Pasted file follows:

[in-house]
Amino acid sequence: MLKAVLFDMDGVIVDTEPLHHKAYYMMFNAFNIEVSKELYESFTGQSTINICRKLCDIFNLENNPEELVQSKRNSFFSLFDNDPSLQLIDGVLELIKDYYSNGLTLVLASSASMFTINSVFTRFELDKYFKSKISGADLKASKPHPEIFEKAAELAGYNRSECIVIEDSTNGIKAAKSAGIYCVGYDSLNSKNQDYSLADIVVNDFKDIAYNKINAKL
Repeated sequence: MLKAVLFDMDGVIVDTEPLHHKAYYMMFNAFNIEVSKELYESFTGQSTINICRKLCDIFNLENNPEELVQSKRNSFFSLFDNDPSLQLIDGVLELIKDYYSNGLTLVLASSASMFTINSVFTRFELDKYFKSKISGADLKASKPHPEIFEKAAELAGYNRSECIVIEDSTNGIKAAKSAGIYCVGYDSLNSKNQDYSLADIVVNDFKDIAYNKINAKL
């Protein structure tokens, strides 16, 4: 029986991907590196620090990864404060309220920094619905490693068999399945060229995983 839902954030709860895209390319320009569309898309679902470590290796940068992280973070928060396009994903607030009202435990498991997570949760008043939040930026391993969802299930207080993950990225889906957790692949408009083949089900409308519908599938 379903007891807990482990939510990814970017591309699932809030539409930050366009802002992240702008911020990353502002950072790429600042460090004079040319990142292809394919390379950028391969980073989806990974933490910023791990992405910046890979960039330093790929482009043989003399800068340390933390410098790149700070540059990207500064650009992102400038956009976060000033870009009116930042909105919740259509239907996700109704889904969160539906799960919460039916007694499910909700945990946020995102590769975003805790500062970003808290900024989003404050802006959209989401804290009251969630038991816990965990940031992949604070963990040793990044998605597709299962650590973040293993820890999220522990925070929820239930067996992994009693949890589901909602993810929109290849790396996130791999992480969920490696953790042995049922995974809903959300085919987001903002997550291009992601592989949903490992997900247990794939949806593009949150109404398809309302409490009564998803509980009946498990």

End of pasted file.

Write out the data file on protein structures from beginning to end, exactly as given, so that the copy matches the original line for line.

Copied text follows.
[in-house]
Amino acid sequence: MLKAVLFDMDGVIVDTEPLHHKAYYMMFNAFNIEVSKELYESFTGQSTINICRKLCDIFNLENNPEELVQSKRNSFFSLFDNDPSLQLIDGVLELIKDYYSNGLTLVLASSASMFTINSVFTRFELDKYFKSKISGADLKASKPHPEIFEKAAELAGYNRSECIVIEDSTNGIKAAKSAGIYCVGYDSLNSKNQDYSLADIVVNDFKDIAYNKINAKL
Repeated sequence: MLKAVLFDMDGVIVDTEPLHHKAYYMMFNAFNIEVSKELYESFTGQSTINICRKLCDIFNLENNPEELVQSKRNSFFSLFDNDPSLQLIDGVLELIKDYYSNGLTLVLASSASMFTINSVFTRFELDKYFKSKISGADLKASKPHPEIFEKAAELAGYNRSECIVIEDSTNGIKAAKSAGIYCVGYDSLNSKNQDYSLADIVVNDFKDIAYNKINAKL
């Protein structure tokens, strides 16, 4: 029986991907590196620090990864404060309220920094619905490693068999399945060229995983 839902954030709860895209390319320009569309898309679902470590290796940068992280973070928060396009994903607030009202435990498991997570949760008043939040930026391993969802299930207080993950990225889906957790692949408009083949089900409308519908599938 379903007891807990482990939510990814970017591309699932809030539409930050366009802002992240702008911020990353502002950072790429600042460090004079040319990142292809394919390379950028391969980073989806990974933490910023791990992405910046890979960039330093790929482009043989003399800068340390933390410098790149700070540059990207500064650009992102400038956009976060000033870009009116930042909105919740259509239907996700109704889904969160539906799960919460039916007694499910909700945990946020995102590769975003805790500062970003808290900024989003404050802006959209989401804290009251969630038991816990965990940031992949604070963990040793990044998605597709299962650590973040293993820890999220522990925070929820239930067996992994009693949890589901909602993810929109290849790396996130791999992480969920490696953790042995049922995974809903959300085919987001903002997550291009992601592989949903490992997900247990794939949806593009949150109404398809309302409490009564998803509980009946498990």